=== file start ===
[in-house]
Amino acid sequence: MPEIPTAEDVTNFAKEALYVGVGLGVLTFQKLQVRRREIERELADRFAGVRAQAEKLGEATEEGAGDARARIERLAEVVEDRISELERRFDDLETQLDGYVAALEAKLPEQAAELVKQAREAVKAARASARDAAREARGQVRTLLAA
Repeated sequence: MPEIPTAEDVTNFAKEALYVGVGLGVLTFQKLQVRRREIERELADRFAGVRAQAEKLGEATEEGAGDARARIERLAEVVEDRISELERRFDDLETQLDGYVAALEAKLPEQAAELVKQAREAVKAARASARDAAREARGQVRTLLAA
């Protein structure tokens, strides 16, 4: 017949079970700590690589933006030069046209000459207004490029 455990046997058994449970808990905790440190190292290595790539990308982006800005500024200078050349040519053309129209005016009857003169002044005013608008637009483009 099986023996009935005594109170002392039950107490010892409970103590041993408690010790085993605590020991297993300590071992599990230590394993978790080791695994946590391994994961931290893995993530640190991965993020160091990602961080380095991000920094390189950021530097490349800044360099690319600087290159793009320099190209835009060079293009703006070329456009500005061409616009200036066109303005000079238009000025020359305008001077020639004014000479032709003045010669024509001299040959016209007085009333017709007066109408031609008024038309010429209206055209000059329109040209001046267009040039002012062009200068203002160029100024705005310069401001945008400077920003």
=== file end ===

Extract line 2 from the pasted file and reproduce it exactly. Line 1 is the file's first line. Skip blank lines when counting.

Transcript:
Amino acid sequence: MPEIPTAEDVTNFAKEALYVGVGLGVLTFQKLQVRRREIERELADRFAGVRAQAEKLGEATEEGAGDARARIERLAEVVEDRISELERRFDDLETQLDGYVAALEAKLPEQAAELVKQAREAVKAARASARDAAREARGQVRTLLAA